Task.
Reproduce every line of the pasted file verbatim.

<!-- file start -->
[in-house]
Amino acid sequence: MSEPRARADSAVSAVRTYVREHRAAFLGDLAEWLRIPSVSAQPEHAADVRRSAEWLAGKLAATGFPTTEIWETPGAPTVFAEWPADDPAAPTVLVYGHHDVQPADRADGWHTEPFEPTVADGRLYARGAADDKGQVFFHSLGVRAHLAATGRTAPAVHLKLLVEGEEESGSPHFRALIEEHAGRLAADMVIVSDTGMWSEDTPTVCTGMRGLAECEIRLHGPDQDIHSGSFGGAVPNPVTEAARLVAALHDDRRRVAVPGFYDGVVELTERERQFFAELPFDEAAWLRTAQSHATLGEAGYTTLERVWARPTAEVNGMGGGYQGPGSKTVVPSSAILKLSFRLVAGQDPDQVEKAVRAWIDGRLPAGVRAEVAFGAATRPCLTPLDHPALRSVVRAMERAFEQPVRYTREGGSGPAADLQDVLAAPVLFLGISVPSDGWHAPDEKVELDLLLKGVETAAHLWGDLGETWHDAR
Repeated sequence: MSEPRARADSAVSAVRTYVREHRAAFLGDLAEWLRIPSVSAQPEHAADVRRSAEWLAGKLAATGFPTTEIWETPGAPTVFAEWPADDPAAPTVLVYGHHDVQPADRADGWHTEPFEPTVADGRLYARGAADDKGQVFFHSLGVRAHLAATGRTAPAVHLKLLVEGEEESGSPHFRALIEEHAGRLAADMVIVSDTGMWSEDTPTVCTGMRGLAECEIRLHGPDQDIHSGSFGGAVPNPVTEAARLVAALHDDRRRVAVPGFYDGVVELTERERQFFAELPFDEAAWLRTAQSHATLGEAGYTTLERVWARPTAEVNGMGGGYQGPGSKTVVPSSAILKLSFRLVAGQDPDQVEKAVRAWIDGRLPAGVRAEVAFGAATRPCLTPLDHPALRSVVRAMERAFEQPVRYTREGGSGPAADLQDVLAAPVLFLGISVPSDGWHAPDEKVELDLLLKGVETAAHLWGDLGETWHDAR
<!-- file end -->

[in-house]
Amino acid sequence: MSEPRARADSAVSAVRTYVREHRAAFLGDLAEWLRIPSVSAQPEHAADVRRSAEWLAGKLAATGFPTTEIWETPGAPTVFAEWPADDPAAPTVLVYGHHDVQPADRADGWHTEPFEPTVADGRLYARGAADDKGQVFFHSLGVRAHLAATGRTAPAVHLKLLVEGEEESGSPHFRALIEEHAGRLAADMVIVSDTGMWSEDTPTVCTGMRGLAECEIRLHGPDQDIHSGSFGGAVPNPVTEAARLVAALHDDRRRVAVPGFYDGVVELTERERQFFAELPFDEAAWLRTAQSHATLGEAGYTTLERVWARPTAEVNGMGGGYQGPGSKTVVPSSAILKLSFRLVAGQDPDQVEKAVRAWIDGRLPAGVRAEVAFGAATRPCLTPLDHPALRSVVRAMERAFEQPVRYTREGGSGPAADLQDVLAAPVLFLGISVPSDGWHAPDEKVELDLLLKGVETAAHLWGDLGETWHDAR
Repeated sequence: MSEPRARADSAVSAVRTYVREHRAAFLGDLAEWLRIPSVSAQPEHAADVRRSAEWLAGKLAATGFPTTEIWETPGAPTVFAEWPADDPAAPTVLVYGHHDVQPADRADGWHTEPFEPTVADGRLYARGAADDKGQVFFHSLGVRAHLAATGRTAPAVHLKLLVEGEEESGSPHFRALIEEHAGRLAADMVIVSDTGMWSEDTPTVCTGMRGLAECEIRLHGPDQDIHSGSFGGAVPNPVTEAARLVAALHDDRRRVAVPGFYDGVVELTERERQFFAELPFDEAAWLRTAQSHATLGEAGYTTLERVWARPTAEVNGMGGGYQGPGSKTVVPSSAILKLSFRLVAGQDPDQVEKAVRAWIDGRLPAGVRAEVAFGAATRPCLTPLDHPALRSVVRAMERAFEQPVRYTREGGSGPAADLQDVLAAPVLFLGISVPSDGWHAPDEKVELDLLLKGVETAAHLWGDLGETWHDAR